Sue

Confused. Letter from appointment with neuro said " reflexes good but both plantars down going " I’ve read up on this but finding it confusing. If both feet do this (toes arch upwards) is this abnormal ? As opposed to only one foot doing it? Thanks.

Don’t know Trix. That’s the short answer.

I suggest you try to ignore little things like the Babinski test. Hopefully you’ll soon have your MRI and then follow up appointment with the neurologist.

That’s when you’ll get some proper answers.

I think when you’re stuck in this place of limbo, not understanding what’s going on, not knowing what different things mean, you try to pick apart the little details in the hope it will add up to something definite. The fact is, it won’t. The neurologist wouldn’t give you a diagnosis without clinical data. That’s why you’re to have an MRI. You may still not get an actual diagnosis after the MRI. More tests might be needed.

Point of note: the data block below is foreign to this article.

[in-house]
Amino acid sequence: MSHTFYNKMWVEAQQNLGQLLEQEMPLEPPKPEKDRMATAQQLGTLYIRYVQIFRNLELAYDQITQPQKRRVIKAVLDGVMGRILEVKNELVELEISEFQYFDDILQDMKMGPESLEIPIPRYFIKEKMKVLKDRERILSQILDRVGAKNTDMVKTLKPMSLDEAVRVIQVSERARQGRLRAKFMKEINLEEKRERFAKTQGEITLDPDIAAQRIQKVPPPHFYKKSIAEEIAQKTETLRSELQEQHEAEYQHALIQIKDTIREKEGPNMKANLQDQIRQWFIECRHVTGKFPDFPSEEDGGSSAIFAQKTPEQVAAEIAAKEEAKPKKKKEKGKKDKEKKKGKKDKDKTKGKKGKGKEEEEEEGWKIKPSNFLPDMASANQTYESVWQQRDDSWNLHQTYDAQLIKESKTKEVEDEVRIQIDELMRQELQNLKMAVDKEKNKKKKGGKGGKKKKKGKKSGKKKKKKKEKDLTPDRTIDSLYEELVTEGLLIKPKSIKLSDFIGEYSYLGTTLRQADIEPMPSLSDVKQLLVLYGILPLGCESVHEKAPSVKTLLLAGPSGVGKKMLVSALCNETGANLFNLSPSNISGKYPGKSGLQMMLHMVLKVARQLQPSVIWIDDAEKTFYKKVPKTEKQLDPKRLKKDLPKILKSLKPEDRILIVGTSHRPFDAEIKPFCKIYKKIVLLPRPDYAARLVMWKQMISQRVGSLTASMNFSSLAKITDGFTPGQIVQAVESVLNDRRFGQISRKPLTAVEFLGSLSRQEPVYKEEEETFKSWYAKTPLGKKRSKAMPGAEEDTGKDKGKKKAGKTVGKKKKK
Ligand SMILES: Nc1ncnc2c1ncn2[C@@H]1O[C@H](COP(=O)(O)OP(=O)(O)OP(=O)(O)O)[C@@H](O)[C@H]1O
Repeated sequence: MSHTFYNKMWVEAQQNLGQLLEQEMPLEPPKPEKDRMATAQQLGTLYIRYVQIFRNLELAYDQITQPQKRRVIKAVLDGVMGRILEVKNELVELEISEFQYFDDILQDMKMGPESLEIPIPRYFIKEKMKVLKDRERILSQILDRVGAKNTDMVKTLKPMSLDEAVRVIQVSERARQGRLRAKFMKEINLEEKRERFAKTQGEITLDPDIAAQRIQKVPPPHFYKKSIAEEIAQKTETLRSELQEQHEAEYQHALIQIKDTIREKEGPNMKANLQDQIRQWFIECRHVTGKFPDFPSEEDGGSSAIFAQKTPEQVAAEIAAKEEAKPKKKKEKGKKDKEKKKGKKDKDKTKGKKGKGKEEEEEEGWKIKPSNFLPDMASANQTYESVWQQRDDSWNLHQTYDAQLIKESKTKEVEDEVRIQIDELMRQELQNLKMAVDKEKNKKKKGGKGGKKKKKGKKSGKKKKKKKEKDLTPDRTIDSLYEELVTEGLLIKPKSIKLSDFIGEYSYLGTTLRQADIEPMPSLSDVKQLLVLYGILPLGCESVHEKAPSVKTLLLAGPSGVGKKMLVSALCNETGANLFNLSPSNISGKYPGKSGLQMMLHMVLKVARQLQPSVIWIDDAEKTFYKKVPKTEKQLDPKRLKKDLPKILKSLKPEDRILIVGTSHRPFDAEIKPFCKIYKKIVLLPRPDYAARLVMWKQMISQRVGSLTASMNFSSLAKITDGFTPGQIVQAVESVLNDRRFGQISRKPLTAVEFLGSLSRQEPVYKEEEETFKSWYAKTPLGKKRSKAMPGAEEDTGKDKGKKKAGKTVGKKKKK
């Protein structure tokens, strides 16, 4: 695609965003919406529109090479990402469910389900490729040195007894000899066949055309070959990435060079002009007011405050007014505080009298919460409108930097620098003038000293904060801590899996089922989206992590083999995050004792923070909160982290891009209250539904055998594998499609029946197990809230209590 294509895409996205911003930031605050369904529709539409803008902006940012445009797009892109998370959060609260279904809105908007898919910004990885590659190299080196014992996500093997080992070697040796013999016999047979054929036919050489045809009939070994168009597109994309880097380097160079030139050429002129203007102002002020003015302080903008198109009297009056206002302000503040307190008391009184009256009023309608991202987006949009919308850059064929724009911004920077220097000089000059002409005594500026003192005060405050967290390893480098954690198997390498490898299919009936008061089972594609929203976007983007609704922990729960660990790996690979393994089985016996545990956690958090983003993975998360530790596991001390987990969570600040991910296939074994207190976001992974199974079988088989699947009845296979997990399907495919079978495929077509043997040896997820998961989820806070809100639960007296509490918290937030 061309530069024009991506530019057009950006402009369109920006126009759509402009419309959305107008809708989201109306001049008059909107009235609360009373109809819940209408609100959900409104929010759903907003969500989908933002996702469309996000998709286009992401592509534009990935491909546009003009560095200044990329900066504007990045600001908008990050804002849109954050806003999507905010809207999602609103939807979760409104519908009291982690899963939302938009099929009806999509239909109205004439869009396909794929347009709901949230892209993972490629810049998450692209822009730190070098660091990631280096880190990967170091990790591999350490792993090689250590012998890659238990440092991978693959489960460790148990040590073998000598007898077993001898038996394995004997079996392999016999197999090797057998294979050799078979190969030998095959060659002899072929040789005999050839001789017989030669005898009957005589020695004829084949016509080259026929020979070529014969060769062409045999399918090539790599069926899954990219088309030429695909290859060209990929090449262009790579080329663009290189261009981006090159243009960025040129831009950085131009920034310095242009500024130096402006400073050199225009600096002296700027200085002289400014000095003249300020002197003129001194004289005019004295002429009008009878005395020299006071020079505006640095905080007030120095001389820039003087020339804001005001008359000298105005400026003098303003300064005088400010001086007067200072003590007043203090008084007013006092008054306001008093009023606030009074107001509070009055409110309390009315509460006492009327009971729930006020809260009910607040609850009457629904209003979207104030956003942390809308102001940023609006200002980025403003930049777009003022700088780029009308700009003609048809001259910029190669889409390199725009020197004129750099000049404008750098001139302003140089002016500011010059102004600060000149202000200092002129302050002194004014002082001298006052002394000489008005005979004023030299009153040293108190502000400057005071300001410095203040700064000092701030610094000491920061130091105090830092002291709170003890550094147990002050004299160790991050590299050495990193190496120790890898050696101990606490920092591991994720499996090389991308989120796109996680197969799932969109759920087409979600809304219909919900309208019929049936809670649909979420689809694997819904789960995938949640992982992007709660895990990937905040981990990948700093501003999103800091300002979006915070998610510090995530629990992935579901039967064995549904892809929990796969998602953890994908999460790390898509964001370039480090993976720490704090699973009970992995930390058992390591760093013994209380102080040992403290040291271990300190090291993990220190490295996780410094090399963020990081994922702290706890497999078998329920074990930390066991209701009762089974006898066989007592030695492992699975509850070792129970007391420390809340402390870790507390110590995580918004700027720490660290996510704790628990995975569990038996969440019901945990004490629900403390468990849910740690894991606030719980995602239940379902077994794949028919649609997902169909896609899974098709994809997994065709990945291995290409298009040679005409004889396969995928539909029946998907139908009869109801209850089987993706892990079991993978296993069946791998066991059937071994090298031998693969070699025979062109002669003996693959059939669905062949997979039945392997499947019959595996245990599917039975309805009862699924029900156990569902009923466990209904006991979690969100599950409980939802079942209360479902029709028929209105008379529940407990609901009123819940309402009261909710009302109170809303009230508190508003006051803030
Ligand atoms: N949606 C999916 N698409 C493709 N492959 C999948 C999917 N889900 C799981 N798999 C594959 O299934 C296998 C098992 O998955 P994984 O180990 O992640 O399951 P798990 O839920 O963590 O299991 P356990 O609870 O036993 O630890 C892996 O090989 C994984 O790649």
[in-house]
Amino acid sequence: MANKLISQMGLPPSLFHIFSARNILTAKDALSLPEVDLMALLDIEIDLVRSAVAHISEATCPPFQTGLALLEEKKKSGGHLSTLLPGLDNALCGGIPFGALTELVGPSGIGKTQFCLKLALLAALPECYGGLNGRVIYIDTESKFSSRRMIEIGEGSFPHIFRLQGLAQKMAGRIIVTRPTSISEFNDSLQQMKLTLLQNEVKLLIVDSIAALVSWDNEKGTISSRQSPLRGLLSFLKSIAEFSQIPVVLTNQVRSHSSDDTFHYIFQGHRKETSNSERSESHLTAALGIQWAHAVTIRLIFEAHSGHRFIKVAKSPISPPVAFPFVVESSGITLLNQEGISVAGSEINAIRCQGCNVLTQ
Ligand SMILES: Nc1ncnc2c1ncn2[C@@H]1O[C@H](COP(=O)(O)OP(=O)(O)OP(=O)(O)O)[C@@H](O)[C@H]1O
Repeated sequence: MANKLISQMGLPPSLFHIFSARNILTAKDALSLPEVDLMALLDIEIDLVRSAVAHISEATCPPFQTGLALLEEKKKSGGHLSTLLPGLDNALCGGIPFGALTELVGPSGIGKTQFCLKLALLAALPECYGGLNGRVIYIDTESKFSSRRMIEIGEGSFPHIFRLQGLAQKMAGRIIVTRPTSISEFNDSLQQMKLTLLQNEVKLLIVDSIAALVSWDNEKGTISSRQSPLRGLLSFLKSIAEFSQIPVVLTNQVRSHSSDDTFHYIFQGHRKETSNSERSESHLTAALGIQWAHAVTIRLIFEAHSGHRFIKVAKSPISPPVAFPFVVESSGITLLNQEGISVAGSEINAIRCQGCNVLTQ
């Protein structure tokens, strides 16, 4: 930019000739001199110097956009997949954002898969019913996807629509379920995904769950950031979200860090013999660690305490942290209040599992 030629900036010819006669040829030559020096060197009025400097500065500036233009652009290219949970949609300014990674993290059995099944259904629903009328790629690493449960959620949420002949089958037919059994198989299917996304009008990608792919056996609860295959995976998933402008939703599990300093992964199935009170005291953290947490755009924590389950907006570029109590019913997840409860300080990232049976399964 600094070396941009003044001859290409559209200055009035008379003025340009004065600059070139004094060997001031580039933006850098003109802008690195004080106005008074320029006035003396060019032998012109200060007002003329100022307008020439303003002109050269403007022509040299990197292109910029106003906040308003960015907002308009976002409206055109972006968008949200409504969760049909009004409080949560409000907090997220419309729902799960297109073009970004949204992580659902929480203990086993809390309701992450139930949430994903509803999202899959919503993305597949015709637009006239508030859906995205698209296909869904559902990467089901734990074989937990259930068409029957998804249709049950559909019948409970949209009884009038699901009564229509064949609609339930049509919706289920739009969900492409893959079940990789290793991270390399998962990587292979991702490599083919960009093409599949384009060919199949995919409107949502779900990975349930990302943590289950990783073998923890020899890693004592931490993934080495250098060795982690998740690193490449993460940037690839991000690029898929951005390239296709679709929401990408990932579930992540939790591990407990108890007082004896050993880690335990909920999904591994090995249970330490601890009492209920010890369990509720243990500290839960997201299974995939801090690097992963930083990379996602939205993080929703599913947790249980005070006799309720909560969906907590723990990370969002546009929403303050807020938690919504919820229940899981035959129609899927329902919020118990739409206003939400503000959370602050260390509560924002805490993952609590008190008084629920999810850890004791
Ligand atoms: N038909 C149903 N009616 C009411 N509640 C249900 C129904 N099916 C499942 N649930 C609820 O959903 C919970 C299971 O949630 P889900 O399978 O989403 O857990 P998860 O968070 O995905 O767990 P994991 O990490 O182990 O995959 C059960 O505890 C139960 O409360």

Keep notes of what you don’t understand. When you see the neurologist next time, you’ll have a list of questions to ask and hopefully will get some decent answers. Meanwhile, keep a diary of your symptoms so you have details to report to the neurologist.

Good luck. Keep coming on here, even if it is just to ask unanswerable questions!! We do understand why you’re asking and how things are just whirling round your brain. It’s really awful to have so many little pieces of a medical puzzle without the knowledge or data to complete it (like a jigsaw with just some edge pieces and a few small sections that fit together but no box with a picture of what the finished article is meant to look like, and way too many bits of the puzzle missing!)

Sue

Thank you. You are quite right. Need to just wait and see what comes from the next scan. Good to have someone who talks sense and help put things into perspective.